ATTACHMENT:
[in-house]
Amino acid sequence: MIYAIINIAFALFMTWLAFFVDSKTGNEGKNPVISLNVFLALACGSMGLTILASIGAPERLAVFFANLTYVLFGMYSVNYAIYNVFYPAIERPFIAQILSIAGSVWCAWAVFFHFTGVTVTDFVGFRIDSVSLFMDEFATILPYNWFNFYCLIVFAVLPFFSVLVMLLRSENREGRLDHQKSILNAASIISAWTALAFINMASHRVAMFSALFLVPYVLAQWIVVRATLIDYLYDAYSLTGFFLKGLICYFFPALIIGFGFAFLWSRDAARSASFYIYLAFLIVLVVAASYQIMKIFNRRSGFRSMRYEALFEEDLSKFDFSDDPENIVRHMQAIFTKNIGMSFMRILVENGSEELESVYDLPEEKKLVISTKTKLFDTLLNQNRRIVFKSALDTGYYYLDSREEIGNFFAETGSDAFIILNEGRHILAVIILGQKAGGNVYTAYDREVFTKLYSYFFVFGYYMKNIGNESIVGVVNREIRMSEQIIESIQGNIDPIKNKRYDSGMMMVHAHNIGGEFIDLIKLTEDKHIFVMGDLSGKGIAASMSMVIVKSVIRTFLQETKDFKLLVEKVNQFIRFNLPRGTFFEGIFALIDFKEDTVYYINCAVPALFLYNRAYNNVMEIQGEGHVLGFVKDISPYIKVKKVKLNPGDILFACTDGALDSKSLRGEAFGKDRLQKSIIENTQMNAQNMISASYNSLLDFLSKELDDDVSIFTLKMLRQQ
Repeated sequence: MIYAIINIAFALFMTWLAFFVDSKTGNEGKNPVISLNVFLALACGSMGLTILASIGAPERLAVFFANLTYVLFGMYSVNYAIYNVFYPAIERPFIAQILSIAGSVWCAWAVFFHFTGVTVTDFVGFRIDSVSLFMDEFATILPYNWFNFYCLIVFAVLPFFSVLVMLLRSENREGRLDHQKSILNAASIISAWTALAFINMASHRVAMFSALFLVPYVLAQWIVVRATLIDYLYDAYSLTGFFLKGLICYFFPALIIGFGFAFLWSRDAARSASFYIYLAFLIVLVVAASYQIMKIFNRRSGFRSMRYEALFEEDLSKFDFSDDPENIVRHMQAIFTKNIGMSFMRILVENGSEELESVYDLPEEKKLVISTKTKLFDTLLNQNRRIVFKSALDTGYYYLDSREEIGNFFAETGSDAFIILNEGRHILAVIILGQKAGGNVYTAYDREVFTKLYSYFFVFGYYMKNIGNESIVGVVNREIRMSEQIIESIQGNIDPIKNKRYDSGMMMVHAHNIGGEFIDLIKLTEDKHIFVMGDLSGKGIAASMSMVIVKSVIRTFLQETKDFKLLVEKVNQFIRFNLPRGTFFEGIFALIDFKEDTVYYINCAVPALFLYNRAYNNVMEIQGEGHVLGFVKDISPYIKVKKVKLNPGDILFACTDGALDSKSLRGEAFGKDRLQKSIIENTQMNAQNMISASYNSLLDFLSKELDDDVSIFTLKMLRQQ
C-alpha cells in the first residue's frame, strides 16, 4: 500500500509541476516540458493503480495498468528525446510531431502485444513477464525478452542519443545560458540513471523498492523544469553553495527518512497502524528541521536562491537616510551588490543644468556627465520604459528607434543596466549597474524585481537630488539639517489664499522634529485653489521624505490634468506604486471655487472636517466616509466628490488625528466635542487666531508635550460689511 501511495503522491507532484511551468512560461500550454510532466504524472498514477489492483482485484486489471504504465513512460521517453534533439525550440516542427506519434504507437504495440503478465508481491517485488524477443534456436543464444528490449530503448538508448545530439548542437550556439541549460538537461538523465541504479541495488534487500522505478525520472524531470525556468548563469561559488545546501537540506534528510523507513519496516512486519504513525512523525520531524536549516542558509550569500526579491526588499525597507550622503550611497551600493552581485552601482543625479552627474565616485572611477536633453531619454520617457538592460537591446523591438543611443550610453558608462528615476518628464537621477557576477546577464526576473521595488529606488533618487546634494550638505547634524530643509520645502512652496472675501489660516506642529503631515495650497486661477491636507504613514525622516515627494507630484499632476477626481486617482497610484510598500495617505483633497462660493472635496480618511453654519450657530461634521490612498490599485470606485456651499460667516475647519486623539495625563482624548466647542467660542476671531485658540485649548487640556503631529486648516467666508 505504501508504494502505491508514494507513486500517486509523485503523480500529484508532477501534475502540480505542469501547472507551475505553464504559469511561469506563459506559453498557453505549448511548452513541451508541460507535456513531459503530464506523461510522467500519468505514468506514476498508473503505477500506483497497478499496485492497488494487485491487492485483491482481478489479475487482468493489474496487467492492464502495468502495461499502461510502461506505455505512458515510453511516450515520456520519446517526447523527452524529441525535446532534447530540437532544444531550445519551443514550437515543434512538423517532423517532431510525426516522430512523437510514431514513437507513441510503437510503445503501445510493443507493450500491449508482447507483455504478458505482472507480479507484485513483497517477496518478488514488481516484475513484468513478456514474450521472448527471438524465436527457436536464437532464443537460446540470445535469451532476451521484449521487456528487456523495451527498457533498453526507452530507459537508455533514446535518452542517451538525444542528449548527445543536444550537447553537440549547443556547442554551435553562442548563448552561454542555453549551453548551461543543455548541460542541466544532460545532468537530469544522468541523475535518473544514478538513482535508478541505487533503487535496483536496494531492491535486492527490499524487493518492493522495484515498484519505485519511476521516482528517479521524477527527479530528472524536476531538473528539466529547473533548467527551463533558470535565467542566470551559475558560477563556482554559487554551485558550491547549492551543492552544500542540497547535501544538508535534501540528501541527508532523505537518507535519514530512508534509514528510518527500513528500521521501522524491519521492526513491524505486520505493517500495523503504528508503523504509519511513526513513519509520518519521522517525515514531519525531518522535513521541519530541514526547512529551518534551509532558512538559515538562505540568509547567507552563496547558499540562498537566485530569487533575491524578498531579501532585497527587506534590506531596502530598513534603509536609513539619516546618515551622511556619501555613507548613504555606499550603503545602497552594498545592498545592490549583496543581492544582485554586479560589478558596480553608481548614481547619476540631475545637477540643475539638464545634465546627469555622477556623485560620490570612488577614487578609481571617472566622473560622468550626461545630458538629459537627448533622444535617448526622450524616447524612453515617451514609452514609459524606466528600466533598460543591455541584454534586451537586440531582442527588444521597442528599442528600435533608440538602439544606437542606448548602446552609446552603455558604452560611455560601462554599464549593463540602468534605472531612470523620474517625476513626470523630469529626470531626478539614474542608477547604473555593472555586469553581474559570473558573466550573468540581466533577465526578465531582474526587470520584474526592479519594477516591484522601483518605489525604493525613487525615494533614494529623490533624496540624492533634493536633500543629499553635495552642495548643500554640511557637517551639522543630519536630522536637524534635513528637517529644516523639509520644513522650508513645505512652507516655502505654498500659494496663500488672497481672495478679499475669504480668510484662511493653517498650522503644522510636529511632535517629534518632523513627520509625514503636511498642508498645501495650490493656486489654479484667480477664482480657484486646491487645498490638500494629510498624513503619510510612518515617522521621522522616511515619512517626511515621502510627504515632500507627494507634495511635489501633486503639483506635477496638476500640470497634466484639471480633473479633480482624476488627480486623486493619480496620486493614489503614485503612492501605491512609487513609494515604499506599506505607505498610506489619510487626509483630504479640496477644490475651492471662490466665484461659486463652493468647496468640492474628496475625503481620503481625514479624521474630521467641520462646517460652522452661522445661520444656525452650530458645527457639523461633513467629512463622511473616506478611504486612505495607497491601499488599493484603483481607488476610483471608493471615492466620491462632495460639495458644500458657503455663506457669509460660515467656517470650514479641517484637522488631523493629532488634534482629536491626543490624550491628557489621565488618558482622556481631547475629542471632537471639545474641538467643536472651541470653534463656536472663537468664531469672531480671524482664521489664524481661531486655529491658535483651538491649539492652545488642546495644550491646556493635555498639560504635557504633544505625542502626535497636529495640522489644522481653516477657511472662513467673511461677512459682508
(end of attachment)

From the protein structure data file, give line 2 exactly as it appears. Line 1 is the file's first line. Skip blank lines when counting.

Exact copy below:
Amino acid sequence: MIYAIINIAFALFMTWLAFFVDSKTGNEGKNPVISLNVFLALACGSMGLTILASIGAPERLAVFFANLTYVLFGMYSVNYAIYNVFYPAIERPFIAQILSIAGSVWCAWAVFFHFTGVTVTDFVGFRIDSVSLFMDEFATILPYNWFNFYCLIVFAVLPFFSVLVMLLRSENREGRLDHQKSILNAASIISAWTALAFINMASHRVAMFSALFLVPYVLAQWIVVRATLIDYLYDAYSLTGFFLKGLICYFFPALIIGFGFAFLWSRDAARSASFYIYLAFLIVLVVAASYQIMKIFNRRSGFRSMRYEALFEEDLSKFDFSDDPENIVRHMQAIFTKNIGMSFMRILVENGSEELESVYDLPEEKKLVISTKTKLFDTLLNQNRRIVFKSALDTGYYYLDSREEIGNFFAETGSDAFIILNEGRHILAVIILGQKAGGNVYTAYDREVFTKLYSYFFVFGYYMKNIGNESIVGVVNREIRMSEQIIESIQGNIDPIKNKRYDSGMMMVHAHNIGGEFIDLIKLTEDKHIFVMGDLSGKGIAASMSMVIVKSVIRTFLQETKDFKLLVEKVNQFIRFNLPRGTFFEGIFALIDFKEDTVYYINCAVPALFLYNRAYNNVMEIQGEGHVLGFVKDISPYIKVKKVKLNPGDILFACTDGALDSKSLRGEAFGKDRLQKSIIENTQMNAQNMISASYNSLLDFLSKELDDDVSIFTLKMLRQQ